In the Torres Strait, Dr Hamacher was taught by the locals that the best time to go fishing is at a quarter moon, and to avoid going on a full moon or new moon. The Torres Strait Islanders understand the link between the moon phases and the tides: during a full or new moon, the combined gravitational pull of the sun and the moon produces higher tides, and greater variation between high tide and low tide. This has the effect of churning the water, making it harder to see the fish. However, during quarter moons the sun and moon are perpendicular to the Earth, resulting in shallower tides, less churning, and making it easier to spot fish.
Another fishing lesson imparted on Dr Hamacher while in the Torres Strait was that “if the bright stars look blue and fuzzy, don’t go fishing, and start planting – it’s going to rain soon”. With his background in astrophysics, he considered what the science behind that warning could be. Looking up at the night sky, the bright stars appear blue when all the other bandwidths of light are absorbed by humidity in the atmosphere. The higher humidity also refracts the light of these stars, making them appear fuzzy, and correlates to a higher likelihood of rain, which is why the Torres Strait Islanders have used twinkling stars as a predictor of rain for generations.
Dr Hamacher believes that these stories and traditions are something to be shared and hold great value in the world of science. As a non-indigenous, American researcher, however, he doesn’t believe that he is the best voice to share them and feels uncomfortable being termed an “Aboriginal astronomy expert”. He therefore encourages and is training the next generation of scientists with Aboriginal heritage. Currently he is working with four scientists of Aboriginal heritage from diverse language groups: Karlie Noon (Kamilaroi) at The Australian National University, Krystal De Napoli (Kamilaroi) at Monash University, Kristen Banks (Wiradjuri) at the University of New South Wales, and Wily Stevens (Murruwarri) at Sydney Observatory. Krystal will join Dr Hamacher to co-present some of their research at the RSV on the 20th of April, and we look forward to watching all of these students become the rising stars of Aboriginal Astronomy.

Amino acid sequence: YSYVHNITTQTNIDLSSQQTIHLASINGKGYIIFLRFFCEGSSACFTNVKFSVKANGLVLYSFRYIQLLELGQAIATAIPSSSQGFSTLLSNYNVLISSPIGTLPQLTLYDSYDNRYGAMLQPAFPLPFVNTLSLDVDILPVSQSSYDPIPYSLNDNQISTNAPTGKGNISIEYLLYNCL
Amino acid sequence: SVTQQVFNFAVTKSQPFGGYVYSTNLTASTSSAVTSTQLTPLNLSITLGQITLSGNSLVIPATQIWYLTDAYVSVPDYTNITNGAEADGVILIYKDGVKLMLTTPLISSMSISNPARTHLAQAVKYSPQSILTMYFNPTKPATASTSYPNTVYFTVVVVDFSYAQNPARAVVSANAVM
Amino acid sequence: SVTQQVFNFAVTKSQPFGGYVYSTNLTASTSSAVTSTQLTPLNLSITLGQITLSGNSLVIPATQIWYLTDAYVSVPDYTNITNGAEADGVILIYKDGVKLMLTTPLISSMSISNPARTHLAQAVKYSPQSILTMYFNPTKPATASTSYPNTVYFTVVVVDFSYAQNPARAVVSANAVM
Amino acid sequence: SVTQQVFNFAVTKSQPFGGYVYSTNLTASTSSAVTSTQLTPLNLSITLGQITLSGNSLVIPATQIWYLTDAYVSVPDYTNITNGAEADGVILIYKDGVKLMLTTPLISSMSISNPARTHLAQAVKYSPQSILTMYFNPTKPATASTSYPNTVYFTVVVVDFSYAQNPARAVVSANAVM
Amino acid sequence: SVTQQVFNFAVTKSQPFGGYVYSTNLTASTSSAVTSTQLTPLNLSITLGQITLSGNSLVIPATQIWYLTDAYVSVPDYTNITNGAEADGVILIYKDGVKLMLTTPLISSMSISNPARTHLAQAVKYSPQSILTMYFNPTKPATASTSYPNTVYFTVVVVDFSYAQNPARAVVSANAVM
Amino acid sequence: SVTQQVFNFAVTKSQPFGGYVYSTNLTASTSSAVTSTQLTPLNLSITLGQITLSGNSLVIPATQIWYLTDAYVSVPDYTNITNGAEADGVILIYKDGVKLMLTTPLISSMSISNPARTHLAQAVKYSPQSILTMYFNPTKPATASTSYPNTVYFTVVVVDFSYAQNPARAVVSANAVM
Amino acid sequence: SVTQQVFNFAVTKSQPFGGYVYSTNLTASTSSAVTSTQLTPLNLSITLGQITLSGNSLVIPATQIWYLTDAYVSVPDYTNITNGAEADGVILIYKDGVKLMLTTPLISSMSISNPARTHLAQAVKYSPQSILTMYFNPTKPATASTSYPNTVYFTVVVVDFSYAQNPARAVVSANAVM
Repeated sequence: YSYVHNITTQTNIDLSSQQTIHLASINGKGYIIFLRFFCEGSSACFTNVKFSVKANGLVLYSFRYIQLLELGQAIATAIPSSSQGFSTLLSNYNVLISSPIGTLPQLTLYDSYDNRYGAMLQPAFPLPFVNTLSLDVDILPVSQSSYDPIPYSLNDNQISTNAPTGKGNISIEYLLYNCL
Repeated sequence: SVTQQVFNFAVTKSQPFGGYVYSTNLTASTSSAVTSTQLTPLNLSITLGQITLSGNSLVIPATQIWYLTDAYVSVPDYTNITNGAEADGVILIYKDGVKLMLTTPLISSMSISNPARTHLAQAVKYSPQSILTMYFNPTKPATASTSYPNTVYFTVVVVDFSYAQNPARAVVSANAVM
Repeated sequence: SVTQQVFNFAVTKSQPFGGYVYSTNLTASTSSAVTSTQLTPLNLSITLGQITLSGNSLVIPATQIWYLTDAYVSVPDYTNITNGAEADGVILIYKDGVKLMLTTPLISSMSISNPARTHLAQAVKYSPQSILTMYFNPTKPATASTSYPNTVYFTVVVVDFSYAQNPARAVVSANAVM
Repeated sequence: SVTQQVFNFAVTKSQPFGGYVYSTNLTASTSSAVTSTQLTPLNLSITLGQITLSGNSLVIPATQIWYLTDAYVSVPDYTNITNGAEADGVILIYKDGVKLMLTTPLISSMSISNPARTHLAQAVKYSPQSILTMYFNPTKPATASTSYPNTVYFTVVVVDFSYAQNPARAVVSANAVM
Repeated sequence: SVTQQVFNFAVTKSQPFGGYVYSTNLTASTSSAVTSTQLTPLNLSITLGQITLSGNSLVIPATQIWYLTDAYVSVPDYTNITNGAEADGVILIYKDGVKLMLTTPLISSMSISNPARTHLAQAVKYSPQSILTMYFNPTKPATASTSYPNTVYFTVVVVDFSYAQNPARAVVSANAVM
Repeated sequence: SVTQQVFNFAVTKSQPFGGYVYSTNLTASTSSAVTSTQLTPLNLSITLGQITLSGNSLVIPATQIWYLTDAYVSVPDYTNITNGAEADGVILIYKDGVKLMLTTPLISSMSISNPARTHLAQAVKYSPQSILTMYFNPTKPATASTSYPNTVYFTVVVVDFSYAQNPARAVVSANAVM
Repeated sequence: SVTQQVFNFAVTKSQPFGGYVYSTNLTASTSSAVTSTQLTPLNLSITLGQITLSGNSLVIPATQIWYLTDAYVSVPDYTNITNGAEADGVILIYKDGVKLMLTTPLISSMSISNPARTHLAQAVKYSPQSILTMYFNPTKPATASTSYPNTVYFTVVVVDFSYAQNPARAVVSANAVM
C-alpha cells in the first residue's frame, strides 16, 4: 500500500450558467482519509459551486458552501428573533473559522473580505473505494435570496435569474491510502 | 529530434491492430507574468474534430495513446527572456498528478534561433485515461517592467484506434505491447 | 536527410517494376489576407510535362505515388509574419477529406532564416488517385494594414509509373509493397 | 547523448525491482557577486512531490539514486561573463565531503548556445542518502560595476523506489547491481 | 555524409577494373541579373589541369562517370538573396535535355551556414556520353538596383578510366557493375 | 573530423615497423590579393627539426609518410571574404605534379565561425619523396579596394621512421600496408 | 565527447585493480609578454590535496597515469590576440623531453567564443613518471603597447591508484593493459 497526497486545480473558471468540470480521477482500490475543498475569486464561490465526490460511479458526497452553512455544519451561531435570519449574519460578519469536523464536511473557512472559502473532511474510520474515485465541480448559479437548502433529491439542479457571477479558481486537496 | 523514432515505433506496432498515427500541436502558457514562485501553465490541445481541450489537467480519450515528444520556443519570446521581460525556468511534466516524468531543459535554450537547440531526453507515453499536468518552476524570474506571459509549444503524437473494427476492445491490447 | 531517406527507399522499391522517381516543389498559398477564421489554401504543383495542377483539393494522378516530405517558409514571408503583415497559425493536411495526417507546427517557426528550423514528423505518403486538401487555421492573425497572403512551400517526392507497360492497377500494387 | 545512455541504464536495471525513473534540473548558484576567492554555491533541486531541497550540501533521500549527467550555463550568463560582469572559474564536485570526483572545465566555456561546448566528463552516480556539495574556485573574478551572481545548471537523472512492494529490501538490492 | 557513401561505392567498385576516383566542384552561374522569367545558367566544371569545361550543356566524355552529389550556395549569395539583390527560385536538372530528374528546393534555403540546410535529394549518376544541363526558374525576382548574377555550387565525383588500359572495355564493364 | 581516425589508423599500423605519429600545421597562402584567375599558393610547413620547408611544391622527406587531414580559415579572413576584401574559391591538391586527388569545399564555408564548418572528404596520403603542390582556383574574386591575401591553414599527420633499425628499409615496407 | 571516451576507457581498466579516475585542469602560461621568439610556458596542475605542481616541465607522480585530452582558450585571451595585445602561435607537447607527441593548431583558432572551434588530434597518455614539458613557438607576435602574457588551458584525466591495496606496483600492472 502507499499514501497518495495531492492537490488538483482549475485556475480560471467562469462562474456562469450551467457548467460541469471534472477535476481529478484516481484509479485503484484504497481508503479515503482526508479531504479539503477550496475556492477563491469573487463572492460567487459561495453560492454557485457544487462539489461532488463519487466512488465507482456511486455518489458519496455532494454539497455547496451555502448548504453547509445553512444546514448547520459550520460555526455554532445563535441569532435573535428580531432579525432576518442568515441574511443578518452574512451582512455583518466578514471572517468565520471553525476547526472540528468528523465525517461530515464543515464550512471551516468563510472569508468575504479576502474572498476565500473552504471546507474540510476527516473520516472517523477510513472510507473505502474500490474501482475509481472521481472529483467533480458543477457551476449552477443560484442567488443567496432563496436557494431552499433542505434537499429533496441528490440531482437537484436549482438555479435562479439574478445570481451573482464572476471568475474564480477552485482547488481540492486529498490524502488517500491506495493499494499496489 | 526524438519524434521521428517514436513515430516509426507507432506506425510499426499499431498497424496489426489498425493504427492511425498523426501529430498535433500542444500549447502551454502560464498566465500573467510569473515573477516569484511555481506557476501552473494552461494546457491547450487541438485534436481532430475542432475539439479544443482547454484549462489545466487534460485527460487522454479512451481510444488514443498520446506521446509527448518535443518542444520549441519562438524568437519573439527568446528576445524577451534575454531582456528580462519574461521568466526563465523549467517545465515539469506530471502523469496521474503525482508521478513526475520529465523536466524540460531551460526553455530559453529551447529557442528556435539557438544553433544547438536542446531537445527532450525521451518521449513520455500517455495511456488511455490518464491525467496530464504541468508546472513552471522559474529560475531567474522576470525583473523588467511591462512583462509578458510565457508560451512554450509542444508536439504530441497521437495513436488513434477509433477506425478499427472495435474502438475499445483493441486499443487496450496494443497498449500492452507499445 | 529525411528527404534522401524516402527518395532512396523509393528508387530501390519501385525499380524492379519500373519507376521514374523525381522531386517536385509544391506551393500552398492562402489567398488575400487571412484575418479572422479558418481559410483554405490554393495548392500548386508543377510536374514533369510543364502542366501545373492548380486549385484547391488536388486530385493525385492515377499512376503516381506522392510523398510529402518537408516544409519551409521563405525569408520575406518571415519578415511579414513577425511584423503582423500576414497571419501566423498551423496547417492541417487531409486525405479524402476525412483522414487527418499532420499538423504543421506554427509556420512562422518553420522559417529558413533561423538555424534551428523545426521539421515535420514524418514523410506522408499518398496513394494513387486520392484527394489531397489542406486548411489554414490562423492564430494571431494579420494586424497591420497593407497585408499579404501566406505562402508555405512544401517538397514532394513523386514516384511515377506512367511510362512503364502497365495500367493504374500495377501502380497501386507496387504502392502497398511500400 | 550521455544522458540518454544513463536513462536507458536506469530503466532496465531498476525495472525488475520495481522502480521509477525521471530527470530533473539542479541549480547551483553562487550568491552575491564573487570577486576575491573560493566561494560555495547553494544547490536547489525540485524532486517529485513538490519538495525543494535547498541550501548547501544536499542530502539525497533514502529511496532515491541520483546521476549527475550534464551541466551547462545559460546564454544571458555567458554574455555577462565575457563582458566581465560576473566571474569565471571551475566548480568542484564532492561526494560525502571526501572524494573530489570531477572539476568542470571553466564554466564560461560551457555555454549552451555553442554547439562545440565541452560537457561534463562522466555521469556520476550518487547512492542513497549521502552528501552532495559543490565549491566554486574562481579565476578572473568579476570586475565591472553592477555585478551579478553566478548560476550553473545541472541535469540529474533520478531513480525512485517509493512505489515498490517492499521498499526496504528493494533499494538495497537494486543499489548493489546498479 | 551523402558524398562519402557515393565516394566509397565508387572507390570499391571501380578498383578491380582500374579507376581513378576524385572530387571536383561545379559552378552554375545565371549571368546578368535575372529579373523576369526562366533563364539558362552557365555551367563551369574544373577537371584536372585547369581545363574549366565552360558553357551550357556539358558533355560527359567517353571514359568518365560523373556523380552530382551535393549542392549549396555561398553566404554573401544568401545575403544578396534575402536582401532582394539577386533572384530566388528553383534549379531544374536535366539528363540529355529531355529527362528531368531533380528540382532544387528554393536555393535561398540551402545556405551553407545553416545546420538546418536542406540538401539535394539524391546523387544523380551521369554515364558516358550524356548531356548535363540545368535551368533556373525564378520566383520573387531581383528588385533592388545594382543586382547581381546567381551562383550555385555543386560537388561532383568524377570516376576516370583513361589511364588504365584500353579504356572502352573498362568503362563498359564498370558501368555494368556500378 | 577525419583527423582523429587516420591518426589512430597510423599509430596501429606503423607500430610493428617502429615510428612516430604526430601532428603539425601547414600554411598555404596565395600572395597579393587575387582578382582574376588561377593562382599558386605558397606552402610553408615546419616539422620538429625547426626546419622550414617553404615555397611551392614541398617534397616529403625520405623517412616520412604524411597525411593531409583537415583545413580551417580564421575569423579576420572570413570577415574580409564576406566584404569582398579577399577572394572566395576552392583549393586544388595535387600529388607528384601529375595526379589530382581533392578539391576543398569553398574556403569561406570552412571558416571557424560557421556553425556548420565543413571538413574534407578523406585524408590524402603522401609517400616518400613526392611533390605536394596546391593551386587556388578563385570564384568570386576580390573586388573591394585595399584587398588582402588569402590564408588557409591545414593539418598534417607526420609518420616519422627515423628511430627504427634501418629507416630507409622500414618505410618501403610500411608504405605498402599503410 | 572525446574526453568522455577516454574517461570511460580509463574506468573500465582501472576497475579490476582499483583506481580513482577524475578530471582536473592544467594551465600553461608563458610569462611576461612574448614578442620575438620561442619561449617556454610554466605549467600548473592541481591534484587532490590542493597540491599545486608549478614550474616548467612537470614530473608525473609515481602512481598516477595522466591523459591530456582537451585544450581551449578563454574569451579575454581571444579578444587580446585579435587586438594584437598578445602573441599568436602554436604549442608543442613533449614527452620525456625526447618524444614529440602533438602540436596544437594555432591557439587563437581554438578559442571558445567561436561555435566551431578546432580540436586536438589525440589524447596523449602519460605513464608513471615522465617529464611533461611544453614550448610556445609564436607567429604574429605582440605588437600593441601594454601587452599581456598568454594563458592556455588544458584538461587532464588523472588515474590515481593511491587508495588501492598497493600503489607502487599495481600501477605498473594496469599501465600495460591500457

After a decade of learning about the extent of Aboriginal astronomy, and how previously it has been dismissed and largely ignored by many scientists, Dr Hamacher left us with this advice: “Just shut up and listen!”